Roman Ovens, Late Period Wall Discovered In Luxor
LUXOR, EGYPT—According to an Ahram Online report, several structures were uncovered during an excavation at the Avenue of Sphinxes, a ceremonial passageway lined with ram-headed sculptures that once connected temples in Luxor and Karnak.
Mudbrick kilns dating to the Roman period (30 B.C.–A.D. 640) are thought to have been used to fire pottery. A wall dated to the Egyptian Late Period (712–332 B.C.)
The Egyptian archaeological mission revealed during the works of the project to restore and revive the major historical road known as the Rams Road, a number of round ovens for burning mud-brick with burning marks, and a huge wall of mud bricks from the Roman and Late Periods.
Dr.. Mustafa Waziri, Secretary-General of the Supreme Council of Antiquities, said that these furnaces and fences were found in the Nag Abu Asbah area, and perhaps the furnaces were used in the manufacture of pottery or faience.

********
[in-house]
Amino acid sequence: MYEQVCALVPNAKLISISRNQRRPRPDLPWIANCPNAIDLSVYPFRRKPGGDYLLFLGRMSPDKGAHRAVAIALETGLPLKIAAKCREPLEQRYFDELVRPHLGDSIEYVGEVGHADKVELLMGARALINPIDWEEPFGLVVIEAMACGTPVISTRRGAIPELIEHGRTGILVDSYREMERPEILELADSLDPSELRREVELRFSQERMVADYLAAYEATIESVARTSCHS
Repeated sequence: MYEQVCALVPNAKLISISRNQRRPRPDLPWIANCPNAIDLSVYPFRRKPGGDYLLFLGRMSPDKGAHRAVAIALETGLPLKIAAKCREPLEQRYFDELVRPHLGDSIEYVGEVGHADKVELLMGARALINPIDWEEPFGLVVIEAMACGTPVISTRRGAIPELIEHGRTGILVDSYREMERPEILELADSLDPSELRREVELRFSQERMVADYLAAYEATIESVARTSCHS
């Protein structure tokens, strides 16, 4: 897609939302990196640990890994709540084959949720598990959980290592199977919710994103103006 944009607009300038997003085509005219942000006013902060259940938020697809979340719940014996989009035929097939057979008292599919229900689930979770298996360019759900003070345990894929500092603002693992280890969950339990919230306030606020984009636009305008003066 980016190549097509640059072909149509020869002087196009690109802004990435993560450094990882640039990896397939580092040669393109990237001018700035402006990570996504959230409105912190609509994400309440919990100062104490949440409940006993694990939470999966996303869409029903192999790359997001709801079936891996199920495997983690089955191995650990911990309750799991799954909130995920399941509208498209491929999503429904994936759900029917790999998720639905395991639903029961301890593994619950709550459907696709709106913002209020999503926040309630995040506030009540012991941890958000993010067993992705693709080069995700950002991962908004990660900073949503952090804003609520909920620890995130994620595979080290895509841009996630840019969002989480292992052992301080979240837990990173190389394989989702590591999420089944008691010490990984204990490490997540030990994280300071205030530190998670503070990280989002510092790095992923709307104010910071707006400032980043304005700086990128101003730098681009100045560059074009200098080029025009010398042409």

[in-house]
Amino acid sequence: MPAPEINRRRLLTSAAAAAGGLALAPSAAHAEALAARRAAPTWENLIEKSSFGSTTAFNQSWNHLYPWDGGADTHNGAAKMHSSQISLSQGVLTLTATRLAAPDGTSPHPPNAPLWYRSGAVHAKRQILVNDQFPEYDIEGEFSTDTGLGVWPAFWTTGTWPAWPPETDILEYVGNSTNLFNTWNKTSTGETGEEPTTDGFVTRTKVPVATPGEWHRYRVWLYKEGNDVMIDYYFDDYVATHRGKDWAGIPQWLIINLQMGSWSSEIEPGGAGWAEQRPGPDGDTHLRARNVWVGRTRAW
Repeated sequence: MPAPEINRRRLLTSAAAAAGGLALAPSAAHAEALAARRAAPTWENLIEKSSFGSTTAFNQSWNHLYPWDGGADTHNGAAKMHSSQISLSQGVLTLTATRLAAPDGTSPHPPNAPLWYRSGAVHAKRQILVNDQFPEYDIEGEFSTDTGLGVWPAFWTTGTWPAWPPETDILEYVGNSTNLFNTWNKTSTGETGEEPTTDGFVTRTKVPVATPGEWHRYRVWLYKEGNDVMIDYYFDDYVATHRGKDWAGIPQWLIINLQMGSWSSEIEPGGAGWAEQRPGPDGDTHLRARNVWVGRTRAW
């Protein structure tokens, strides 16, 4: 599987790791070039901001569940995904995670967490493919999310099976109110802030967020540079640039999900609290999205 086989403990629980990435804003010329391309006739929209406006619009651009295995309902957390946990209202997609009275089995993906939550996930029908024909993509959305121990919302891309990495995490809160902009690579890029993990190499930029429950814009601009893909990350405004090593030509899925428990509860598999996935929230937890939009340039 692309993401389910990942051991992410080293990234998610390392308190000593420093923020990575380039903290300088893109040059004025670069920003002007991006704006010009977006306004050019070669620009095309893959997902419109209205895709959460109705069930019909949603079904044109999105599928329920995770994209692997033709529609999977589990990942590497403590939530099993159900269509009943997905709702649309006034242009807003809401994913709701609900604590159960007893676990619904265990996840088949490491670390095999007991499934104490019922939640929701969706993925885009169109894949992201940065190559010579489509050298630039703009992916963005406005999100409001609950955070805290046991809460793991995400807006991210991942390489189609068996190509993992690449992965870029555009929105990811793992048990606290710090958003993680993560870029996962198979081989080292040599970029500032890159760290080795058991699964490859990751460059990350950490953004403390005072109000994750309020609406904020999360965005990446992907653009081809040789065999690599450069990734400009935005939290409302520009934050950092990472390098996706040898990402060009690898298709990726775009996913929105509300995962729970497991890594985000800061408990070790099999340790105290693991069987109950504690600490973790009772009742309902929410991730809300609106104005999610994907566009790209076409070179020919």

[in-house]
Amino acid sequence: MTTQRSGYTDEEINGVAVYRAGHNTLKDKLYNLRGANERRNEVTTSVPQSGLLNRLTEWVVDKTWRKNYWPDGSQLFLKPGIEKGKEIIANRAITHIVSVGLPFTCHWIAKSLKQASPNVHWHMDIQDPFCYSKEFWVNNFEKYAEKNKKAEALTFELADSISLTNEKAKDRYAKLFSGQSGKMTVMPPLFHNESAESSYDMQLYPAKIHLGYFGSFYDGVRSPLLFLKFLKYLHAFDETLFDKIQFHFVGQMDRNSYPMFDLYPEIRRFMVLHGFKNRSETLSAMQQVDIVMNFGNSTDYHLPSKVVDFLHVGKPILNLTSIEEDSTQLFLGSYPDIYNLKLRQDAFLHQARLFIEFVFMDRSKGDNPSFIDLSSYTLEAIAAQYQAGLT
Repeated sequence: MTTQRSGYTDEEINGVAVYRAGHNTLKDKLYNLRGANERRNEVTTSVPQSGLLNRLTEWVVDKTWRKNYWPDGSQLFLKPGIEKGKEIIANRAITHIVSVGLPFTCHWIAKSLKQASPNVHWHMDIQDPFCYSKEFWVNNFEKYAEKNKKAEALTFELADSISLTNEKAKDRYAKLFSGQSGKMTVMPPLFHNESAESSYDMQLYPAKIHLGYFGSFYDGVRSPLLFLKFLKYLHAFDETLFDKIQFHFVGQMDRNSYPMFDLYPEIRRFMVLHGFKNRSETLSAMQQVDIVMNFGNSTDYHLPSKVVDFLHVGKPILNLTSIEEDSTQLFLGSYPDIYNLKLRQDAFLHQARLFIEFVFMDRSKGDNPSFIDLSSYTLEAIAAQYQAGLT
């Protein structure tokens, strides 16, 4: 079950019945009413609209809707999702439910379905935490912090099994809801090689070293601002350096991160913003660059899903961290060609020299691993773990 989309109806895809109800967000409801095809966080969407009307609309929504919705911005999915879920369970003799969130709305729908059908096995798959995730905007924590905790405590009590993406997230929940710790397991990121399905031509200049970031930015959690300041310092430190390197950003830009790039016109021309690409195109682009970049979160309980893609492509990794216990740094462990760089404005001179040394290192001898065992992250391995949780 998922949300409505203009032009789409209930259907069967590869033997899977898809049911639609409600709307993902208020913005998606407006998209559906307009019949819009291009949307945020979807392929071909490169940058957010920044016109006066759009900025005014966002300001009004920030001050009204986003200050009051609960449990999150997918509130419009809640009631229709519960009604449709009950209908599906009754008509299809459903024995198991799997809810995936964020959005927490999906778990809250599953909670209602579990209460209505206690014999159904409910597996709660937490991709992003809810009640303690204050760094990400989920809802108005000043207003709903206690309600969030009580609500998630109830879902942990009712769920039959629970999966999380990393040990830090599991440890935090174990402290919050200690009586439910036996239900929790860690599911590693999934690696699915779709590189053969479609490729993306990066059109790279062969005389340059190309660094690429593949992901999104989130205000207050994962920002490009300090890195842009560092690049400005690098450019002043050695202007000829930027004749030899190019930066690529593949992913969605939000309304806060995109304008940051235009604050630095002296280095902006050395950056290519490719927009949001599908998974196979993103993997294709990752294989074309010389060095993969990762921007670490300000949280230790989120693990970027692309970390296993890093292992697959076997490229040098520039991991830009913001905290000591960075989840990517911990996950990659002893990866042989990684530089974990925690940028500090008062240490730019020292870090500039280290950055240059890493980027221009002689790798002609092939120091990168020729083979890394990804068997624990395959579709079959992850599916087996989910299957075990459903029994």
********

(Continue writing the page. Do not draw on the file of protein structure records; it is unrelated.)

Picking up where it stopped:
As for the wall, it was found west of the procession road of the Temple of Khonsu, about 30 meters high and two and a half meters wide and 3 wide Meters, and consists of 17 courses of mud bricks.
The mission also found a wall that was built from 3 sandstone blocks, which is an extension of the wall that was protecting the eastern bank of the Nile from changing levels of the Nile River during seasons of flooding and burning.
This wall extends from the front of Karnak Temple in the north to Luxor Temple in the south alongside The Great Procession Road is about 3 kilometers long.
Dr. Waziri agreed that the work team has taken all necessary measures to prevent and protect from the new Coronavirus, during the explorations, as all of the project workers are wearing masks and taking social spaces in the course of drilling.
It is worth noting that the excavation work in various areas of the Rams road has been ongoing since 2017 in order to unveil all the rams in it within the framework of the road rehabilitation project, in preparation for its opening soon.